British Prime Minister Theresa May is seeking a deal with a small Northern Irish party she needs to stay in power after a disastrous election that destroyed her authority days before Brexit talks start.
British media reported on Sunday (local time) moves were afoot within Ms May's Conservative Party to dislodge her, while opposition Labour leader Jeremy Corbyn, who exceeded expectations in Thursday's vote, insisted she could be ousted and he could replace her.
"Theresa May is a dead woman walking. It's just how long she's going to remain on death row," former Conservative finance minister George Osborne, who was sacked by Ms May when she became Prime Minister last year, told the BBC.
The Conservatives won 318 House of Commons seats in Thursday's election, eight short of an outright majority. Labour, the main opposition party, won 262.
Ms May's only hope of forming a government is to win support from Northern Ireland's Democratic Unionist Party, which won 10 seats.
She is seeking a so-called confidence and supply deal, which would involve the DUP supporting the Conservatives on key votes but not joining a formal coalition.
Her Downing Street office initially announced on Saturday that the "principles of an outline agreement" had been agreed with the DUP, only for the smaller party to contradict that account hours later.
Downing Street backtracked, saying she had "discussed finalising" a deal in the coming week. DUP leader Arlene Foster told Sky News she would meet Ms May at Downing Street on Tuesday.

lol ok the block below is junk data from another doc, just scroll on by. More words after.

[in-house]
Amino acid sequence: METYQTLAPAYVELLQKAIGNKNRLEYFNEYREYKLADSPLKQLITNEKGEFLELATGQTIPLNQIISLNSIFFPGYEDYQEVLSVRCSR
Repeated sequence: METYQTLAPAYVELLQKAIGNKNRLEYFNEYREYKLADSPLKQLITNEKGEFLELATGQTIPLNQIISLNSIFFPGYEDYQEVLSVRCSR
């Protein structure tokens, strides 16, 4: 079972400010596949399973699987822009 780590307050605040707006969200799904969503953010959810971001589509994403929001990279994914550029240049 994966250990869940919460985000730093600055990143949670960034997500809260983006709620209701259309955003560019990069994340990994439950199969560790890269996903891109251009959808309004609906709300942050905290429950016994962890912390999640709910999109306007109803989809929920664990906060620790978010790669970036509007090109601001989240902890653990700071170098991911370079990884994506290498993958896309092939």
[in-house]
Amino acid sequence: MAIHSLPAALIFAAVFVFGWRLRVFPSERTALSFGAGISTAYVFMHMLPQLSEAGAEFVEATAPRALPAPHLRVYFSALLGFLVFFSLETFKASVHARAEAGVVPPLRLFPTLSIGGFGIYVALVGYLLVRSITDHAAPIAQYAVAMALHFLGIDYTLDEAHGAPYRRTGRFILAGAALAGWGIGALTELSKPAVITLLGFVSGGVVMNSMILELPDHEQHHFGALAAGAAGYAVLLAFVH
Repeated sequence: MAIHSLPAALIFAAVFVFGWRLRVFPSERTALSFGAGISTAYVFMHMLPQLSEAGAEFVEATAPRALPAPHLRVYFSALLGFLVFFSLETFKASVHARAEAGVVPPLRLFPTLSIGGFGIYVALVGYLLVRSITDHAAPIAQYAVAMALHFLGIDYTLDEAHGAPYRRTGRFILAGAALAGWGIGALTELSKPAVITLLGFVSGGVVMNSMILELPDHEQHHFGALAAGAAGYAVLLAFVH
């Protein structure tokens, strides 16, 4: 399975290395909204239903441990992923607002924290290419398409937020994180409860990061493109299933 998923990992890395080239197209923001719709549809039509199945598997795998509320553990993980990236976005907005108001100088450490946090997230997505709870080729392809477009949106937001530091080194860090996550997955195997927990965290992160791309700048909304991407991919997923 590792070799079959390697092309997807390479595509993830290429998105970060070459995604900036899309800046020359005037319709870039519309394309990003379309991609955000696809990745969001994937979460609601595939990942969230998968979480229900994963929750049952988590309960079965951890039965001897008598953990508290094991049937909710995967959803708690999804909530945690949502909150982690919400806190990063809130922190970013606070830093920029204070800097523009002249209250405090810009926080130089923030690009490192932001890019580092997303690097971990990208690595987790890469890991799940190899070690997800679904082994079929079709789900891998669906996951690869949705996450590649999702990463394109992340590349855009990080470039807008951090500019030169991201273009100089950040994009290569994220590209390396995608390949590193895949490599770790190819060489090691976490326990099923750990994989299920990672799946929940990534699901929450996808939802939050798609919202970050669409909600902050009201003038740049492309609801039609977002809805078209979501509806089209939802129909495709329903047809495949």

The political turmoil comes with Britain due to start negotiating on June 19 the terms of its exit from the European Union in talks of unprecedented complexity that are supposed to wrap up by the end of March 2019, when Britain actually leaves.
That timeline now looks even more ambitious than before, not least because Ms May's electoral debacle has emboldened those within her own party who object to her "hard Brexit" approach of leaving the European single market and customs union.
"The new cabinet obviously will meet early next week, our view of Brexit I don't think has changed," Defence Secretary Michael Fallon told the BBC, adding he believed the government would be able to muster parliamentary support for its Brexit plans.
But there were early signs that without a parliamentary majority, a weakened Ms May could not count on all her party's MPs to support her approach.
"I don't think she does have a majority in the House of Commons for leaving the single market," said Anna Soubry, a Conservative member of parliament who campaigned ahead of last year's referendum for Britain to stay in the EU.
With media asking questions about whether Ms May could remain at Downing Street after her electoral humiliation, ministers said now was not the time for the further uncertainty a party leadership contest would bring.
"This is not the time for sharks to be circling. This is the time for us to come together as a party," culture minister Karen Bradley told Sky News.
But Soubry said Ms May's time in the top job would be limited.
Meanwhile, a buoyant Mr Corbyn was insisting he saw a route for Labour to form a government, although it was not clear how he would command the support of a majority of parliament given the electoral arithmetic.
"I can still be Prime Minister. This is still on," he told the Sunday Mirror.